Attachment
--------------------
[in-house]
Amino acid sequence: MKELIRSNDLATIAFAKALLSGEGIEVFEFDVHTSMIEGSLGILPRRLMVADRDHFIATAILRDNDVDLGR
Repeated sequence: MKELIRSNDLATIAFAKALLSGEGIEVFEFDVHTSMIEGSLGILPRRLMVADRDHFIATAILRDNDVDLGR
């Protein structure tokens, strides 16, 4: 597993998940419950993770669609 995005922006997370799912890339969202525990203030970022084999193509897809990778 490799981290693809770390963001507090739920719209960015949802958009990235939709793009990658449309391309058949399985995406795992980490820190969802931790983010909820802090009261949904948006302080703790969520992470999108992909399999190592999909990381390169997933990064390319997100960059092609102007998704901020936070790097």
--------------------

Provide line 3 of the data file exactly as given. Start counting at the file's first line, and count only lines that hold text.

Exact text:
Repeated sequence: MKELIRSNDLATIAFAKALLSGEGIEVFEFDVHTSMIEGSLGILPRRLMVADRDHFIATAILRDNDVDLGR